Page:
The Sandwich is named after an 18th century British nobleman, John Montagu, 4th Earl of Sandwich.
The exact circumstances of its invention are hazy, though the most popular story is that, an inveterate gambler, the Earl wouldn’t leave the card table for a meal and so called for meat to be served between two pieces of bread, which he could easily eat while playing. The idea caught on and others began to order ‘the same as Sandwich’ and one of our most ubiquitous snacks was born. A less colourful version, which many of today’s busy office workers can no doubt relate to, suggests that the Earl was so committed to his naval and political work that the portable meal was eaten at his work desk.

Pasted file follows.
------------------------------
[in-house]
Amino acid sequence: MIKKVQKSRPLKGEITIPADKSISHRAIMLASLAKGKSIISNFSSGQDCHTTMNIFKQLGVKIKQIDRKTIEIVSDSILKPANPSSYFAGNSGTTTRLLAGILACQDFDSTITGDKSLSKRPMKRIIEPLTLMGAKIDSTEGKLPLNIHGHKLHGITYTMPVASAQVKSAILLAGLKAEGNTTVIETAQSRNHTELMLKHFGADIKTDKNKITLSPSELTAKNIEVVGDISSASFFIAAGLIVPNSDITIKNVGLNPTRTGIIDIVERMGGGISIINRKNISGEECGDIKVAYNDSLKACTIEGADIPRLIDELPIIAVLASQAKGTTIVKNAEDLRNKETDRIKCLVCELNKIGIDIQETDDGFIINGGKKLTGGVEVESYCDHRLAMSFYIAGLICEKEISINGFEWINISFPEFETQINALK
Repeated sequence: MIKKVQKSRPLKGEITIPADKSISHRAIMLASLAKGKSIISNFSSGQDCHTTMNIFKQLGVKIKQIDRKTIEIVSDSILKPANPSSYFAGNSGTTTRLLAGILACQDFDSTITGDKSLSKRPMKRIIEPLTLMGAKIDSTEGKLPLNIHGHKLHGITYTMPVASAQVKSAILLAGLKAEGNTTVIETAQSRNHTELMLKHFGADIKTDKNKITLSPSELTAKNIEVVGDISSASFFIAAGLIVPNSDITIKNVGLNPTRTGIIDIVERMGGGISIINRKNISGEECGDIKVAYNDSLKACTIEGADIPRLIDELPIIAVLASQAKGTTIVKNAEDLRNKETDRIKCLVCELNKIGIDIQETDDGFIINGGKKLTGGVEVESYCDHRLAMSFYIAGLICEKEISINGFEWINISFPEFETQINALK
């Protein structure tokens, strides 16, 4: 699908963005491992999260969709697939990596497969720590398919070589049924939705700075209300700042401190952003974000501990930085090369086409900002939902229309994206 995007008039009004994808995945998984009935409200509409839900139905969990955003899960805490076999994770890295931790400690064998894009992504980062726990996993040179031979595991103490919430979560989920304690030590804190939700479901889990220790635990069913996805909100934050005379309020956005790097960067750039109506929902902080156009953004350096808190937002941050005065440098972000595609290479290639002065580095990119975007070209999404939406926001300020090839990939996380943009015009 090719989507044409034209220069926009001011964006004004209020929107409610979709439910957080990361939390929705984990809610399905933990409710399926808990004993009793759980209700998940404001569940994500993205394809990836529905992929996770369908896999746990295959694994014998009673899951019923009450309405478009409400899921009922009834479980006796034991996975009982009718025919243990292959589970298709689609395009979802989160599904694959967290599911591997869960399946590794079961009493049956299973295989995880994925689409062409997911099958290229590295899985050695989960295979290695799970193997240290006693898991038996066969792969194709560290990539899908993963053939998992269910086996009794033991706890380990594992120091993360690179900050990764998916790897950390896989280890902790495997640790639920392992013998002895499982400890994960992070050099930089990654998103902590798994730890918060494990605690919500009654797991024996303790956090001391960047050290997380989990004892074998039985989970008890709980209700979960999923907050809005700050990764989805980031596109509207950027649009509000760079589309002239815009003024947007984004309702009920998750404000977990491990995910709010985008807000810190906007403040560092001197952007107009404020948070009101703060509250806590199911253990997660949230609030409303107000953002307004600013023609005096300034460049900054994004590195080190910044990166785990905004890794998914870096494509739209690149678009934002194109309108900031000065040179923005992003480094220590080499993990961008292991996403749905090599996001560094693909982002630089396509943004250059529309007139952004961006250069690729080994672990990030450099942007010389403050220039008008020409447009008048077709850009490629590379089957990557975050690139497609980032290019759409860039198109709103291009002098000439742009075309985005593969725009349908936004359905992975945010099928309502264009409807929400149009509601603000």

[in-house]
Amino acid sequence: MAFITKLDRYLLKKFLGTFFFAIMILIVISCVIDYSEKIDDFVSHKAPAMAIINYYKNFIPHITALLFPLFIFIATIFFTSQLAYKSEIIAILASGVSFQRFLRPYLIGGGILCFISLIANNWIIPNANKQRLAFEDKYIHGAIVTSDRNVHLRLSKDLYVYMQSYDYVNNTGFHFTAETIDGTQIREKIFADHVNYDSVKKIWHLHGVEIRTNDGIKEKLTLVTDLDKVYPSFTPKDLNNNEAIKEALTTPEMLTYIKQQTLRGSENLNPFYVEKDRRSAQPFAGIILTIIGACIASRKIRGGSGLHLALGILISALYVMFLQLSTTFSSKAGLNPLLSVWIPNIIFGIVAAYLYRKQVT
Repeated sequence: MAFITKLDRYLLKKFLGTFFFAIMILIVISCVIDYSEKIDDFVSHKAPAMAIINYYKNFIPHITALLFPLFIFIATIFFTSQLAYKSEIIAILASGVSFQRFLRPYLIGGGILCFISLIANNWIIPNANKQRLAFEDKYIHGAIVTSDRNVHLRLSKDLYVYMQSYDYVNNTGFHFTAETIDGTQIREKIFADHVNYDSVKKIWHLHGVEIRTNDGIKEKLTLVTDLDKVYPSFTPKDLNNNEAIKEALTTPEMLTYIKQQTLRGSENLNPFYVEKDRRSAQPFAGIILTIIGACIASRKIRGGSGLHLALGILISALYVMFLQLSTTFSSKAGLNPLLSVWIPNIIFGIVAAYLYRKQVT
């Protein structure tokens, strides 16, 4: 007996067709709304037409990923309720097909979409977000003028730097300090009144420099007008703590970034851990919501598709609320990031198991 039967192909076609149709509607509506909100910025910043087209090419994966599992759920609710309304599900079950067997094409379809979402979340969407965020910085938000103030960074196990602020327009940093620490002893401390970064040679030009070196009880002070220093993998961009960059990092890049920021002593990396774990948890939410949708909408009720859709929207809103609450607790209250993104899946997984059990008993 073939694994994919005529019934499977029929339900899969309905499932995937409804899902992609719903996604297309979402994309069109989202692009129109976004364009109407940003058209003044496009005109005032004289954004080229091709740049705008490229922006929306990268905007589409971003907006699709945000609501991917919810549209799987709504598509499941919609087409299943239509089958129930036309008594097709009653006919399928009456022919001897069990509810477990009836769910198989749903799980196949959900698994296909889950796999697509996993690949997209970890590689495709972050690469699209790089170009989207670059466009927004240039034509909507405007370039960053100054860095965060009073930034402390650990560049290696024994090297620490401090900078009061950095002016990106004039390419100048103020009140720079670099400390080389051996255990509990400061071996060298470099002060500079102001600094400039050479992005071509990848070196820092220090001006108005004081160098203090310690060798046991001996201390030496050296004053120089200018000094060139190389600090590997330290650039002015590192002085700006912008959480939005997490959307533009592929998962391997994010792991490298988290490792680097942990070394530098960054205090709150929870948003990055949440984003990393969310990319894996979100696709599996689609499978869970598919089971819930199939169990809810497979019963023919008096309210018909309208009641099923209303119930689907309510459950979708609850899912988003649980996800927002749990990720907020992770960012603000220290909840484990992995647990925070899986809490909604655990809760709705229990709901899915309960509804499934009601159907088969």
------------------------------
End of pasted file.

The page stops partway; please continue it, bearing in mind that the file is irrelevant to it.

Of course, many cultures have topped all sorts of bread with favourite fillings for hundreds of years. Middle Eastern flat bread and Mexican tortillas have long served as wrappings for various ingredients, as have French baguettes and Italian panini, while Scandinavia has a long tradition of open-faced sandwiches served on their hearty rye bread. These fast, portable, relatively inexpensive snacks are today more popular than ever.
A sandwich can be as simple or elaborate as you like, just choose a type of bread, a spread or sauce to keep it moist and one or more fillings. Try one of our sandwich recipes, or improvise by turning one of the below dishes into a sandwich filling.
On a crisp roll
On white or brown sandwich bread
On a burger bun
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